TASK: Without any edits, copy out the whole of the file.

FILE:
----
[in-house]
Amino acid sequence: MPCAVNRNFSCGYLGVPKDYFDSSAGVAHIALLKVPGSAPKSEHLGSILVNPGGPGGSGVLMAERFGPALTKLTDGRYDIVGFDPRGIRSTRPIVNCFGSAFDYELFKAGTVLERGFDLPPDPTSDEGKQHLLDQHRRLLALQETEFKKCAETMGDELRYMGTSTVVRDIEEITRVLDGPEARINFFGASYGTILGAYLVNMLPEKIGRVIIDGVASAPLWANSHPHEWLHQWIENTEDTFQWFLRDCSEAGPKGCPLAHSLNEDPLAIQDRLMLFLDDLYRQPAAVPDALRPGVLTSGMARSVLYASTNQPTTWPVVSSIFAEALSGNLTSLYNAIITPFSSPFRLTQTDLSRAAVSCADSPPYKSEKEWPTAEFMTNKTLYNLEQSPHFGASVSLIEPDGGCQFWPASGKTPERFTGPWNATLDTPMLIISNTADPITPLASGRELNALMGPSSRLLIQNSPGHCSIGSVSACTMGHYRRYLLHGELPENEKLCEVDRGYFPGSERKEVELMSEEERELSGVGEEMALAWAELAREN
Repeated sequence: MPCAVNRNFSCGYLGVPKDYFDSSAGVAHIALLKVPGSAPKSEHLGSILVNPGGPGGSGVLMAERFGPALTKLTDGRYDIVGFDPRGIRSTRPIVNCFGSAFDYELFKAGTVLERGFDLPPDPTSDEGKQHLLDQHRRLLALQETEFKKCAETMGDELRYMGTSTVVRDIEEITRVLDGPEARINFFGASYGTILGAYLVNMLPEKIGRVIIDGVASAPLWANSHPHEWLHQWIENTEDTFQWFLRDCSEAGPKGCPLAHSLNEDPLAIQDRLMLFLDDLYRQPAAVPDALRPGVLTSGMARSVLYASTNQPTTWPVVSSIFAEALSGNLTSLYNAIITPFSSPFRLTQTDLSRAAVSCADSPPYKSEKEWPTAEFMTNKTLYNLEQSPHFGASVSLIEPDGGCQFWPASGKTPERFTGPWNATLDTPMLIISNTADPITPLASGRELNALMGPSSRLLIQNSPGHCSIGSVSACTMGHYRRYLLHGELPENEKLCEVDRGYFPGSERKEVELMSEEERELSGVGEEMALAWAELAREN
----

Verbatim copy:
[in-house]
Amino acid sequence: MPCAVNRNFSCGYLGVPKDYFDSSAGVAHIALLKVPGSAPKSEHLGSILVNPGGPGGSGVLMAERFGPALTKLTDGRYDIVGFDPRGIRSTRPIVNCFGSAFDYELFKAGTVLERGFDLPPDPTSDEGKQHLLDQHRRLLALQETEFKKCAETMGDELRYMGTSTVVRDIEEITRVLDGPEARINFFGASYGTILGAYLVNMLPEKIGRVIIDGVASAPLWANSHPHEWLHQWIENTEDTFQWFLRDCSEAGPKGCPLAHSLNEDPLAIQDRLMLFLDDLYRQPAAVPDALRPGVLTSGMARSVLYASTNQPTTWPVVSSIFAEALSGNLTSLYNAIITPFSSPFRLTQTDLSRAAVSCADSPPYKSEKEWPTAEFMTNKTLYNLEQSPHFGASVSLIEPDGGCQFWPASGKTPERFTGPWNATLDTPMLIISNTADPITPLASGRELNALMGPSSRLLIQNSPGHCSIGSVSACTMGHYRRYLLHGELPENEKLCEVDRGYFPGSERKEVELMSEEERELSGVGEEMALAWAELAREN
Repeated sequence: MPCAVNRNFSCGYLGVPKDYFDSSAGVAHIALLKVPGSAPKSEHLGSILVNPGGPGGSGVLMAERFGPALTKLTDGRYDIVGFDPRGIRSTRPIVNCFGSAFDYELFKAGTVLERGFDLPPDPTSDEGKQHLLDQHRRLLALQETEFKKCAETMGDELRYMGTSTVVRDIEEITRVLDGPEARINFFGASYGTILGAYLVNMLPEKIGRVIIDGVASAPLWANSHPHEWLHQWIENTEDTFQWFLRDCSEAGPKGCPLAHSLNEDPLAIQDRLMLFLDDLYRQPAAVPDALRPGVLTSGMARSVLYASTNQPTTWPVVSSIFAEALSGNLTSLYNAIITPFSSPFRLTQTDLSRAAVSCADSPPYKSEKEWPTAEFMTNKTLYNLEQSPHFGASVSLIEPDGGCQFWPASGKTPERFTGPWNATLDTPMLIISNTADPITPLASGRELNALMGPSSRLLIQNSPGHCSIGSVSACTMGHYRRYLLHGELPENEKLCEVDRGYFPGSERKEVELMSEEERELSGVGEEMALAWAELAREN